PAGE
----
Union to make concessions to avoid layoffs

August 9, 2010 7:12:57 PM PDT
For the first time, Oakland police officers have voted to kick in more money for their pensions and to throw their support behind a parcel tax on the November ballot that would re-hire cops. But the cost of that tax to property owners will be steep.

The Oakland Police Officers Association agreed to pay an additional 7 percent into their pension fund, as part of an agreement with City Council to put forth a ballot measure in November.

The measure asks each property owner in Oakland to pay an additional $360 parcel tax.

"It guarantees no layoffs of people, it helps bring the 80 officers back that were laid off and it keeps the 122 officers that were threatened to be laid off, it keeps them here for three years," Dom Arotzarena from the Oakland Police Officers Association said.

With the police officers' support, getting the parcel tax on the ballot is now just a formality and though most of the council backs it, there are those who vow to campaign against it.

"I don't think it's fair, I don't think it has a chance and I think that the city of Oakland like everybody else have to do more with less, like everybody, like every homeowner in the city," Oakland Councilman Ignacio De La Fuente.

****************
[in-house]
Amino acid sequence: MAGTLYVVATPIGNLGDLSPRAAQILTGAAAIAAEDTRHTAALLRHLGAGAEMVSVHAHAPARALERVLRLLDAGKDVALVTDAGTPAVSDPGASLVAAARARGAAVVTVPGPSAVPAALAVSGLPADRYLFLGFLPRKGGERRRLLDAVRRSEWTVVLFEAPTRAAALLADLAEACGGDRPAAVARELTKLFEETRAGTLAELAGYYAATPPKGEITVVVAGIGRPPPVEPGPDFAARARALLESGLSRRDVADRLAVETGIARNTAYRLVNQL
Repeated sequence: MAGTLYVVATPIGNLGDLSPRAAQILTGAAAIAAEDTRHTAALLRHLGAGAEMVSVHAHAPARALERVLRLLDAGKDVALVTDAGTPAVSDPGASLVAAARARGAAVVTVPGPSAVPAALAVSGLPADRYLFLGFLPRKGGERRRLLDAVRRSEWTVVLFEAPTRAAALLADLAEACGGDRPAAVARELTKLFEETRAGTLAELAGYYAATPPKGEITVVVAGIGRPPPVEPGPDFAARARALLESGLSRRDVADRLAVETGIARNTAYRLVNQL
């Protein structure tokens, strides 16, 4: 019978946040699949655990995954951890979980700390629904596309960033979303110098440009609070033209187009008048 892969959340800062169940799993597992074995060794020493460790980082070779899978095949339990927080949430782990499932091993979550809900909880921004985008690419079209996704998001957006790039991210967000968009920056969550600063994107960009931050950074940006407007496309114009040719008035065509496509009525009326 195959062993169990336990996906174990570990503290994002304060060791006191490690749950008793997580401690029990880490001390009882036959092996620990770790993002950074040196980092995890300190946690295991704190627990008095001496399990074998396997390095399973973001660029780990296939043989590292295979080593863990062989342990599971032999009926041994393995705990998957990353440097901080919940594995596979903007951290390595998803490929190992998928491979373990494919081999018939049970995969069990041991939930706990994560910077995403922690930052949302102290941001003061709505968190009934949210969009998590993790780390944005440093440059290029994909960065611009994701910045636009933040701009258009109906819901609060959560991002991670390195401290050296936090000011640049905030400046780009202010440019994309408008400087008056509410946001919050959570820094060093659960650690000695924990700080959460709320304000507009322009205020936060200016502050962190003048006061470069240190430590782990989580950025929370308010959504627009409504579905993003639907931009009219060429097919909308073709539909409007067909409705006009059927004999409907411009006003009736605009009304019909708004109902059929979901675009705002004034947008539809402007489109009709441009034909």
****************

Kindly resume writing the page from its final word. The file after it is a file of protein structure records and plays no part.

But what do homeowners think? Are they willing to chip in an additional $360 a year to keep police officers on the street?

"Right now I'm out of a job, I just lost my job. Can someone pay me an additional $360 a year to bring me back? So it's tough, it's really tough," Oakland resident Juanita Sings said.

"Obviously we do need more police officers here and the city needs the money. I'm inclined to support it as long as police are making some concessions," an Oakland resident said.

"I and my friends have talked about this and we live in Oakland. I don't think it has a chance, it's just not going to happen," another Oakland resident said.

But police officers say it's a compromise.

"I understand it's tough, but I do know that my members are going to take a larger hit," Arotzarena said.

They vow to actively campaign in favor of the parcel tax.

"We are an association negotiating with the citizens at this point," Arotzarena said.


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